The Disability Arts Movement were a civil rights group of artists and activists who fought the marginalisation of Disabled people. Their work supported the struggle of Disability Rights activists, which led to the passing of the Disability Discrimination Act in 1995.
This exhibition presents a selection of art works, along with objects used by activists, that raised awareness and effected political change for disabled people.
The exhibition has been curated by artist Anna Berry, and is the culmination of her year-long development and curatorial placement at MAC.
DASH, MAC, Middlesbrough Institute of Modern Art (MIMA) and Wysing Arts Centre are working in partnership on a three-year programme of curatorial commissions and residencies for artists/curators who identify as disabled. Its aim is to support the development of Deaf and disabled curators and to address the cultural changes needed in the visual arts sector in order for it to become more inclusive.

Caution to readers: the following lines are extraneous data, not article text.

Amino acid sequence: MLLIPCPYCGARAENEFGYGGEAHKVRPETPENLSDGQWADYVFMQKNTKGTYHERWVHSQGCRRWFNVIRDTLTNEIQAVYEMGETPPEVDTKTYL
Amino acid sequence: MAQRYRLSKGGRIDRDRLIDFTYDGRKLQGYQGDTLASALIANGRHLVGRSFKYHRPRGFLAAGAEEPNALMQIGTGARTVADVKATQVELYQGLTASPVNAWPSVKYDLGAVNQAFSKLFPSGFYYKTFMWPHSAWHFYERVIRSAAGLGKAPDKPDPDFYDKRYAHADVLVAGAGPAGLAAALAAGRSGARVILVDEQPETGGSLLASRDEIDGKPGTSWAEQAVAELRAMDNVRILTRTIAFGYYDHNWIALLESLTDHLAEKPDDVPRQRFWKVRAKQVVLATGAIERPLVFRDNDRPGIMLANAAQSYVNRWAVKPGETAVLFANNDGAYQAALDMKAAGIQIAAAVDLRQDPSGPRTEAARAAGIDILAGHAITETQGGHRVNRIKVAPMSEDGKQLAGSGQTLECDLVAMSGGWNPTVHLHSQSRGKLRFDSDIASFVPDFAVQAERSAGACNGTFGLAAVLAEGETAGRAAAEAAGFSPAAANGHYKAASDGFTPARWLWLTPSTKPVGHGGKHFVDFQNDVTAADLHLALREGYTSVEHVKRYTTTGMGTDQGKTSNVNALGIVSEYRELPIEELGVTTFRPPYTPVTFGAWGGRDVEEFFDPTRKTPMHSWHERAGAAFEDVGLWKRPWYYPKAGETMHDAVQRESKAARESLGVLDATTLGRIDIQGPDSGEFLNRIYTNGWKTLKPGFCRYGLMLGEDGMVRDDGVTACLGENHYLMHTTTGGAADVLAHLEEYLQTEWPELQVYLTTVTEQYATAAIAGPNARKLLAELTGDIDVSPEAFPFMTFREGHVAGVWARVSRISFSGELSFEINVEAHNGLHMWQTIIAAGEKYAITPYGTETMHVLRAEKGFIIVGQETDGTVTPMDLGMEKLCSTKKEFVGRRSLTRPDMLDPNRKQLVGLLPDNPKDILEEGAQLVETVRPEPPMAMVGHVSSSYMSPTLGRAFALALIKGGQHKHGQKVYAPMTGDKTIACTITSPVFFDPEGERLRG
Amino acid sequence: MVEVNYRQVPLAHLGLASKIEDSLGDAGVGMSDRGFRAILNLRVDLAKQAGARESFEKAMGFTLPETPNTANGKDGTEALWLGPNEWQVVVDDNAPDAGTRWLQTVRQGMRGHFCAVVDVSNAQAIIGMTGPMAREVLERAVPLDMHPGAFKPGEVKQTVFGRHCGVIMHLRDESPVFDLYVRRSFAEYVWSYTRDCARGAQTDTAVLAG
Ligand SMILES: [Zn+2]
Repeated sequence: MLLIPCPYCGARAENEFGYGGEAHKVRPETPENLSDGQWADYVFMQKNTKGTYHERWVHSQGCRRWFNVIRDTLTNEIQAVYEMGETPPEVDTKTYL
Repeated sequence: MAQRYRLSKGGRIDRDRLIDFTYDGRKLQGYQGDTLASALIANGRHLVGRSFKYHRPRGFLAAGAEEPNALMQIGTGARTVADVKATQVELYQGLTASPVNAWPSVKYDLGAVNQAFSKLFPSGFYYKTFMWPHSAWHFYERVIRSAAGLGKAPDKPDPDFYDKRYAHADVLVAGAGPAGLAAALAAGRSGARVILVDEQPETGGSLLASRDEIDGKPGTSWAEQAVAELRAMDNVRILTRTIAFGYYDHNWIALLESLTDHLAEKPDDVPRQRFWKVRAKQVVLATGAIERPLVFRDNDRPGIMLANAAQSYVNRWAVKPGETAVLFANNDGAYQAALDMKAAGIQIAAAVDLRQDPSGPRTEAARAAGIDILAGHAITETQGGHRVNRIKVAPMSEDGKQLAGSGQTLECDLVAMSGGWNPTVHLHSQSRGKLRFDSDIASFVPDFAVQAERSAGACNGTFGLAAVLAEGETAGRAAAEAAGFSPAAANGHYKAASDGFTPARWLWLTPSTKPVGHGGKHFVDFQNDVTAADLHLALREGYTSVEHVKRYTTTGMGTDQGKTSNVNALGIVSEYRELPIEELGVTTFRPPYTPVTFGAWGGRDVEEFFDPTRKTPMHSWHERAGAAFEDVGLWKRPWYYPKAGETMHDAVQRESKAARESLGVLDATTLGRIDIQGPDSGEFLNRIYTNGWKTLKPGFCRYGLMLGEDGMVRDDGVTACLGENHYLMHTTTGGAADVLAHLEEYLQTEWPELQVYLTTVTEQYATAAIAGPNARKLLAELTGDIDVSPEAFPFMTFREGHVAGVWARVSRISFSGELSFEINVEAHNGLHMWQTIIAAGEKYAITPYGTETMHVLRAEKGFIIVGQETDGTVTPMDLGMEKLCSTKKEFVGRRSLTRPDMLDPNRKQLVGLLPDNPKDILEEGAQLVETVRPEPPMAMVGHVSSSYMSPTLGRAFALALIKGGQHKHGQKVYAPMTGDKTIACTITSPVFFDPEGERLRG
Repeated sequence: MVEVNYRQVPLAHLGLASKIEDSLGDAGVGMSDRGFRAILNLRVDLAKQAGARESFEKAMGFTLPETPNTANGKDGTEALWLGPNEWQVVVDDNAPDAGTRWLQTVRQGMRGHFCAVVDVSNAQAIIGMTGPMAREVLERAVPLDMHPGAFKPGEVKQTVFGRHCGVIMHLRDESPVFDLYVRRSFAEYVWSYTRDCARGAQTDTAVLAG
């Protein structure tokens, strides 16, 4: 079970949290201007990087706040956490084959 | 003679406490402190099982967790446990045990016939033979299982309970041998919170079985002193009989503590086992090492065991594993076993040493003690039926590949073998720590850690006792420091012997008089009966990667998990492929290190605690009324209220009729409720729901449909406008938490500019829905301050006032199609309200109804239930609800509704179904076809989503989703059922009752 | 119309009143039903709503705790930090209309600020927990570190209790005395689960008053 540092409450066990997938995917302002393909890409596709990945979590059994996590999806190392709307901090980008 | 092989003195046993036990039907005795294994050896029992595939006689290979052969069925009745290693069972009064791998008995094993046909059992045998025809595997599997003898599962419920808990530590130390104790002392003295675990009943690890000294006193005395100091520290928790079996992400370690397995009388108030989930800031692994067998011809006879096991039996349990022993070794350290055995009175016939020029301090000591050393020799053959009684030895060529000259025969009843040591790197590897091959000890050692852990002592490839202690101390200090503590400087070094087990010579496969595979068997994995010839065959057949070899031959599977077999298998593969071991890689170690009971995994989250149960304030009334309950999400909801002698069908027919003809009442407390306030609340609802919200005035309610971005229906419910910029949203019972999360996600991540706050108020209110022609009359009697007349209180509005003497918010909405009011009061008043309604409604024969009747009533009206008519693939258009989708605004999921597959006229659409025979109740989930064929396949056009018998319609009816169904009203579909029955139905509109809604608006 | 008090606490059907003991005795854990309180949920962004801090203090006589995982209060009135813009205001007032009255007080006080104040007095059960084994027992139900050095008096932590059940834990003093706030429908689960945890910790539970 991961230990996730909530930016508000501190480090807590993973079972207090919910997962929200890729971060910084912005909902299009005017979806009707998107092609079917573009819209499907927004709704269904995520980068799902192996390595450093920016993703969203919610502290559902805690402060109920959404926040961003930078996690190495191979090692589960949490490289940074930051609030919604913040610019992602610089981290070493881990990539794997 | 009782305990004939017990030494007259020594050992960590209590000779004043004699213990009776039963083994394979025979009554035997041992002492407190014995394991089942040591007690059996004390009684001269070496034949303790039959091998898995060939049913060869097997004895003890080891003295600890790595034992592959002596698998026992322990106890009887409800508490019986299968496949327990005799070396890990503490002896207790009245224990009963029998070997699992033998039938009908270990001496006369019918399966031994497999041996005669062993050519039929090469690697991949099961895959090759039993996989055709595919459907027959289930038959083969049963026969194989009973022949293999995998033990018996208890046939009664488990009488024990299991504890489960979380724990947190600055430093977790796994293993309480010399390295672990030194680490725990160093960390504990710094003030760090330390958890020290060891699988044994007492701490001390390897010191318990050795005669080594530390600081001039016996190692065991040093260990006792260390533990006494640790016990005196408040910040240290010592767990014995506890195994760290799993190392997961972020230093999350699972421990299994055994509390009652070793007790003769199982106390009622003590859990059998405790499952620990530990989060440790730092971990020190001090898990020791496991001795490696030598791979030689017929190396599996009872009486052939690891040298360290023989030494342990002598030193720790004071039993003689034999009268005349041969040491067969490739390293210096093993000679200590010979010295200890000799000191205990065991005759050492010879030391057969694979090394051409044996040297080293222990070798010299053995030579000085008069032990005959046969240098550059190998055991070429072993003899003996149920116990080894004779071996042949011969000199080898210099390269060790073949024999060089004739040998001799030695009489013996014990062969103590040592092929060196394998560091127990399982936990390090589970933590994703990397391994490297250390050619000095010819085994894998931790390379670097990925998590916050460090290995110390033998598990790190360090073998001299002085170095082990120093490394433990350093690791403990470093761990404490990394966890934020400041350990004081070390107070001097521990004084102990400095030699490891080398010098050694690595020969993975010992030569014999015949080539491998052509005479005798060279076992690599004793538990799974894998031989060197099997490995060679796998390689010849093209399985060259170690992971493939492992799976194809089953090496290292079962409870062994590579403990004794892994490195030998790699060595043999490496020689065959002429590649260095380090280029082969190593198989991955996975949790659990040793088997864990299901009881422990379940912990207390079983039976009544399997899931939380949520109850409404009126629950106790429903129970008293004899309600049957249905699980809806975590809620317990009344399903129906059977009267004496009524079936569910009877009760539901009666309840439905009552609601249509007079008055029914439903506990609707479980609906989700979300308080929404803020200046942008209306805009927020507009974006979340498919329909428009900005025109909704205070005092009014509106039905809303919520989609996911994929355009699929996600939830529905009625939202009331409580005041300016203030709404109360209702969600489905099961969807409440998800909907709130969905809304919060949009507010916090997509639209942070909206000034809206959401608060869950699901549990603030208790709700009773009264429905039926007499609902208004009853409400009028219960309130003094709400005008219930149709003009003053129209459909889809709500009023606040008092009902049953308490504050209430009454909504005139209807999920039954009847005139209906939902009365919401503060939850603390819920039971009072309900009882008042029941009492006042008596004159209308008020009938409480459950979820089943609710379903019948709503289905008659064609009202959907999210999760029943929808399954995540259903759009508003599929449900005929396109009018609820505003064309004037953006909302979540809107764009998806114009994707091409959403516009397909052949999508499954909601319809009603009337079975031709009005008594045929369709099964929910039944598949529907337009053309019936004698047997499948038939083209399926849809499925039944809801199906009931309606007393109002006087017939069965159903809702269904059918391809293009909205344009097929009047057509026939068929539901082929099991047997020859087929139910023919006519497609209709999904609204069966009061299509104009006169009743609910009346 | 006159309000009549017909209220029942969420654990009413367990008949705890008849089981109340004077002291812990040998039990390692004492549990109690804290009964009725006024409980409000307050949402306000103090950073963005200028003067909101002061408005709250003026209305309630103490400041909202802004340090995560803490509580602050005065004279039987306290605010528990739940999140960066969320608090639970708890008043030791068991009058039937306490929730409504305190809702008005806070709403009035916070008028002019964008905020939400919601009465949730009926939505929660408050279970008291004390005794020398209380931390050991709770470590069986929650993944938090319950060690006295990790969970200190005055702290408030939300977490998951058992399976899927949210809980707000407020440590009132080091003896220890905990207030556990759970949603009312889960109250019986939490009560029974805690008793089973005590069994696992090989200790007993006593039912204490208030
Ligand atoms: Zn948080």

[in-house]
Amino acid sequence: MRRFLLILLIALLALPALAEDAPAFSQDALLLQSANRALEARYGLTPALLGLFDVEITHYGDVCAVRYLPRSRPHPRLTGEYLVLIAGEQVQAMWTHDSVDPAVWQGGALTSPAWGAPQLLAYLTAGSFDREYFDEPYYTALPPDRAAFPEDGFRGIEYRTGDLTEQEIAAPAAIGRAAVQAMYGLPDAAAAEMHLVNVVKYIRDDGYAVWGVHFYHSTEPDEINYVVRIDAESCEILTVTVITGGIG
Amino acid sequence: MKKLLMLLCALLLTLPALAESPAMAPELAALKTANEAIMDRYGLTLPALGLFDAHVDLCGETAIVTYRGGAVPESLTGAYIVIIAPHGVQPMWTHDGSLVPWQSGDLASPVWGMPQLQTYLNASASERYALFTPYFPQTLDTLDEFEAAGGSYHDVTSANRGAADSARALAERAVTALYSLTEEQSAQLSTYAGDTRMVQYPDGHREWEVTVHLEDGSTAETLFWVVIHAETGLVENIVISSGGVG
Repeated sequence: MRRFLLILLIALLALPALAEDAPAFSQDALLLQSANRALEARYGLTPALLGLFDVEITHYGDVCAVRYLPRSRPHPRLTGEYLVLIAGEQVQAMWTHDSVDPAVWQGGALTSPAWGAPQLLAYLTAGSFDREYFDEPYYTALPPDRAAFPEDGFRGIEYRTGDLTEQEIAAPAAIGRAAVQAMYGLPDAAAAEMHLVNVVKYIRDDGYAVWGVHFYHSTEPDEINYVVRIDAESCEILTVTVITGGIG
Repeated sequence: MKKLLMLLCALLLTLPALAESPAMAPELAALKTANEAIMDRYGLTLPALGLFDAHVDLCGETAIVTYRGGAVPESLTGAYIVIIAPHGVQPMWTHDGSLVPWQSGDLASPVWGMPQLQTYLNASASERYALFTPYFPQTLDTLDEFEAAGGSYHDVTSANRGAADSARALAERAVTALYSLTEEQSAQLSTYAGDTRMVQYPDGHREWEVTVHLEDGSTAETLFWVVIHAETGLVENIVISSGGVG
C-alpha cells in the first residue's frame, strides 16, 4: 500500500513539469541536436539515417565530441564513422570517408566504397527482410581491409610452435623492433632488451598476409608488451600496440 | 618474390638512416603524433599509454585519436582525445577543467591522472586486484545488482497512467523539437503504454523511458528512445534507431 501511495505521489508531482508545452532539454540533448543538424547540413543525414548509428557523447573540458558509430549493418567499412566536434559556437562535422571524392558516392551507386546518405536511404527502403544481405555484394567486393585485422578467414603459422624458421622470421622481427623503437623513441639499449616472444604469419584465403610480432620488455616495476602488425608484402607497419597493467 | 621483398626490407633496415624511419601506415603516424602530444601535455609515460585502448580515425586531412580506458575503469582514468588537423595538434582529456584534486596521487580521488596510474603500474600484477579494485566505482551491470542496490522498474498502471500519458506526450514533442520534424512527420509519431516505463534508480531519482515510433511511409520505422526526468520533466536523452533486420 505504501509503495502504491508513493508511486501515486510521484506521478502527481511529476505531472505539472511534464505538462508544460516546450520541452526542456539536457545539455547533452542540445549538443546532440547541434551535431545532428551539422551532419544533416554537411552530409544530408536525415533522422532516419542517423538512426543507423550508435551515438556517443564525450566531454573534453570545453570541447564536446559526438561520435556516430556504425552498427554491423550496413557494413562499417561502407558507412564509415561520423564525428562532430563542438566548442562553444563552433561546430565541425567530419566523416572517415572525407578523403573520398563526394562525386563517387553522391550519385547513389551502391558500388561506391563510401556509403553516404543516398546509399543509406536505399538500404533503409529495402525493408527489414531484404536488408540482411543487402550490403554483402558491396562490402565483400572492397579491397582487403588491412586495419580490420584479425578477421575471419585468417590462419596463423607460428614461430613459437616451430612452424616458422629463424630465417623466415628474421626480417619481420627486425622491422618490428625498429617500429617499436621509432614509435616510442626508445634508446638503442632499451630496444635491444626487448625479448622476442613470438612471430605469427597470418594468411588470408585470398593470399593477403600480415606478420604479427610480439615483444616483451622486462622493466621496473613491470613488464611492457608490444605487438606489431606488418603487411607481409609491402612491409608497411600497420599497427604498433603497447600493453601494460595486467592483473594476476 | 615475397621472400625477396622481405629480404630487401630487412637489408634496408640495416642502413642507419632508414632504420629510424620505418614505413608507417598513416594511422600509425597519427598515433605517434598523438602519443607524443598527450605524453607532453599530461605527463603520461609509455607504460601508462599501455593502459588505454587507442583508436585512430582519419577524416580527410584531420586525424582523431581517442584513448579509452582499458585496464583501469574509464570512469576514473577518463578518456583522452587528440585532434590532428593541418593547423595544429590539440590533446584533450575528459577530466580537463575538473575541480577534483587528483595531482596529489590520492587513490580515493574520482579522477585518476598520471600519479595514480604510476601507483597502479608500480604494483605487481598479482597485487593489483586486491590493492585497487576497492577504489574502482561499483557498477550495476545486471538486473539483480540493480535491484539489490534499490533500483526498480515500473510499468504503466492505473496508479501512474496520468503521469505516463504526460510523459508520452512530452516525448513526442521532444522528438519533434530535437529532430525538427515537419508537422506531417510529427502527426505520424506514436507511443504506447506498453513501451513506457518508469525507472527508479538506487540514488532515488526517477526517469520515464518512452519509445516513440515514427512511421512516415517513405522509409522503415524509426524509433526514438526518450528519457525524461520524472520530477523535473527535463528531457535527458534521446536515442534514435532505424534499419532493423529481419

In the early 70s, Vic Finkelstein, a wheelchair user and anti-apartheid campaigner applied some of the principles he observed in anti-apartheid campaigns to disability rights. Along with Paul Hunt, he formed the Union of the Physically Impaired Against Segregation.
There followed a movement to shift the perceptions of disability to focus on the structural and social barriers disabled people face, and away from the medical – or tragedy-orientated models that had dominated.
The work of the Disability Arts Movement was not only inspired by the Disability Rights Movement, but became an intrinsic part of the movement itself, and contributed to the subsequent political change.
You can visit the exhibition until Sunday 22 March 2020 in the Arena Gallery at the MAC. Free admission.